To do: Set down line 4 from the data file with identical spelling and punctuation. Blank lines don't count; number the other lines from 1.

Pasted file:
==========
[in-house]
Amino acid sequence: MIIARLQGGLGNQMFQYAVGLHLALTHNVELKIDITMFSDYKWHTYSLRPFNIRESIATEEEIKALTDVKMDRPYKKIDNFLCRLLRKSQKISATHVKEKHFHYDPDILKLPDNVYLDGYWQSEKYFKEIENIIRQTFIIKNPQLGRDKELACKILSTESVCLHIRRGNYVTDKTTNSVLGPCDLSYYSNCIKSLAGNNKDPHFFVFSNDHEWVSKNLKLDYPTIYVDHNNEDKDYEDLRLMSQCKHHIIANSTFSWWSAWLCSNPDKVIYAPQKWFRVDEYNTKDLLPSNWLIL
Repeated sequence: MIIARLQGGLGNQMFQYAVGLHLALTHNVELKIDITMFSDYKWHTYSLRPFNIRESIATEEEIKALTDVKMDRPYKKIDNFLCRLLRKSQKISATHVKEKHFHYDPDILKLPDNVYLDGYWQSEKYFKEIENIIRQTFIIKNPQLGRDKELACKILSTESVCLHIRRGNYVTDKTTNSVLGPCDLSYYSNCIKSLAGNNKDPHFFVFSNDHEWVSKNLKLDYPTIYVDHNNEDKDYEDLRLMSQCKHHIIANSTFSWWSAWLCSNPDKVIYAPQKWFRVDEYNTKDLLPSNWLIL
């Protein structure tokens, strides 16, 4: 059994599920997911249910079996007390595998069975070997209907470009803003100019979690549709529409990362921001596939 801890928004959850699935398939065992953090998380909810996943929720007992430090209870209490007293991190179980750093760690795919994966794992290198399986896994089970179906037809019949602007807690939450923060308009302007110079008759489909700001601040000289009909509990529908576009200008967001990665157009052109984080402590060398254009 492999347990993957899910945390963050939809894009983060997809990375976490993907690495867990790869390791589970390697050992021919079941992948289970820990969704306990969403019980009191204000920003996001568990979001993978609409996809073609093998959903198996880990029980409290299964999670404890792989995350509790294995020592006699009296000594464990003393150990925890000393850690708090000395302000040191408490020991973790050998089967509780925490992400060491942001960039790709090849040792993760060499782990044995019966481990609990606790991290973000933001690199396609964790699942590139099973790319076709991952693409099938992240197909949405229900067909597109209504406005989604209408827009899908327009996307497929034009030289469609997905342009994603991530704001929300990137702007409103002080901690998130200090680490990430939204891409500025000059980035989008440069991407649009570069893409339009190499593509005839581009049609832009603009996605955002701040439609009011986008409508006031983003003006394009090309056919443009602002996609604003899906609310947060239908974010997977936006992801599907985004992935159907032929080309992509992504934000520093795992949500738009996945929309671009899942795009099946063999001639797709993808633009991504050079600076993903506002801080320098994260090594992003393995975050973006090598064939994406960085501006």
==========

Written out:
């Protein structure tokens, strides 16, 4: 059994599920997911249910079996007390595998069975070997209907470009803003100019979690549709529409990362921001596939 801890928004959850699935398939065992953090998380909810996943929720007992430090209870209490007293991190179980750093760690795919994966794992290198399986896994089970179906037809019949602007807690939450923060308009302007110079008759489909700001601040000289009909509990529908576009200008967001990665157009052109984080402590060398254009 492999347990993957899910945390963050939809894009983060997809990375976490993907690495867990790869390791589970390697050992021919079941992948289970820990969704306990969403019980009191204000920003996001568990979001993978609409996809073609093998959903198996880990029980409290299964999670404890792989995350509790294995020592006699009296000594464990003393150990925890000393850690708090000395302000040191408490020991973790050998089967509780925490992400060491942001960039790709090849040792993760060499782990044995019966481990609990606790991290973000933001690199396609964790699942590139099973790319076709991952693409099938992240197909949405229900067909597109209504406005989604209408827009899908327009996307497929034009030289469609997905342009994603991530704001929300990137702007409103002080901690998130200090680490990430939204891409500025000059980035989008440069991407649009570069893409339009190499593509005839581009049609832009603009996605955002701040439609009011986008409508006031983003003006394009090309056919443009602002996609604003899906609310947060239908974010997977936006992801599907985004992935159907032929080309992509992504934000520093795992949500738009996945929309671009899942795009099946063999001639797709993808633009991504050079600076993903506002801080320098994260090594992003393995975050973006090598064939994406960085501006």